All week, official Kremlin propaganda attempted to put the best face on what was clearly becoming a desperate, perhaps even intractable, situation. Even as Russian forces took a pounding, they continued to rain artillery, mortar and rocket fire on the centre of Grozny. The government insisted its troops had "snatched the initiative" by taking control of much of the city. But criticism of Yeltsin mounted.
In recent months, Russian hardliners, egged on by ultranationalist leader Vladimir Zhirinovsky, have become increasingly embittered by what they regard as an erosion of the power and prestige of the former empire. Opponents now maintain that the once reform-minded Yeltsin has fallen victim to a power struggle between hawks and doves in his inner cabinet - and that the Russian president may have ordered the assault on Chechnya to placate a "war party" of security and military officials. Some even suggested last week that Yeltsin was no longer in control, and that his security chief, Gen. Alexander Korzhakov, was instead running the country.
Leading the domestic attacks on Yeltsin were several liberal Russian newspapers, which lashed out at the president, his advisers and the army for their handling of the situation. "In the Chechen crisis, the Russian authorities have shown their inability to see the immediate consequences even one or two moves ahead," wrote the Moscow paper Izvestia, likening Russia's leaders to a collection of bad chess players. And a banner headline in the daily Komsomolskaya Pravda, which ran above a photograph of Yeltsin offering a New Year's toast to the nation superimposed over the bodies of dead Russian soldiers, read: "There is no power left, no truth and no president."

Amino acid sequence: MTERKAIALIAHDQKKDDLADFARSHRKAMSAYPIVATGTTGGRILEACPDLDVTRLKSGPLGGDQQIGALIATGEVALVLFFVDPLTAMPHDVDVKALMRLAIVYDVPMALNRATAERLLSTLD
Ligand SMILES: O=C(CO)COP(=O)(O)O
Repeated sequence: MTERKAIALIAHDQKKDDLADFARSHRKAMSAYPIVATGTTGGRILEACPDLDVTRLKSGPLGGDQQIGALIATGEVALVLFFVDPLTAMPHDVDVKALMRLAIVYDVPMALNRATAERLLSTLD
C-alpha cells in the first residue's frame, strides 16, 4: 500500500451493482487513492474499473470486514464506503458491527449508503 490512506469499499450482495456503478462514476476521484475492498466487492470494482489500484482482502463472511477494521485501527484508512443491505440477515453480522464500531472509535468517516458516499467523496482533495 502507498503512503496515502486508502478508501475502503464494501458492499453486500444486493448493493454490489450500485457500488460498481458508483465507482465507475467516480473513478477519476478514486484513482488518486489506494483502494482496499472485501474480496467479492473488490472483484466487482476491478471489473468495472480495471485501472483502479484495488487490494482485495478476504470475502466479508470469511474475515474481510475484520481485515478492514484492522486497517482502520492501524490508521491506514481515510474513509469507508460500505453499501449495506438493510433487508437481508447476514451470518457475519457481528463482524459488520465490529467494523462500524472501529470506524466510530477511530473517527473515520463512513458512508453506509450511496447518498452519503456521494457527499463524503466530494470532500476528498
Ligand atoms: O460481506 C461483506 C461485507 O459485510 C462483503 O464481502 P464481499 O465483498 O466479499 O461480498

On the streets of Moscow, several hundred demonstrators, clearly haunted by the gruesome television images beamed back from the front, gathered with placards bearing such slogans as "Stop the bloodshed" and "Shame on the executioners." Many said that they feared Yeltsin had plunged the country into a replay of the bloody 1979-1989 Afghanistan war. Among the protesters, soldiers' mothers, fearing the worst, wept openly for their sons. More worrisome for Yeltsin, several reformist deputies and former allies demanded that he abandon the presidency. "For us, it has become clear that now neither Boris Yeltsin nor his ministers in uniform can regulate the conflict in Chechnya," said leading liberal legislator Grigory Yavlinsky.
The future of Russia, in fact, has rarely been less certain. Last week, liberal ex-prime minister Yegor Gaidar, onetime architect of Yeltsin's economic reforms, said that the country is now facing its greatest threat since the breakup of the former Soviet Union. Gaidar, who leads the largest pro-reform faction in the lower house of parliament, urged Yeltsin to dismiss those "who pushed him to this adventure" - including Grachev, Deputy Prime Minister Nikolai Yegorov and National Security Council Secretary Oleg Lobov. Gaidar blamed Yeltsin and his aides for a "military catastrophe."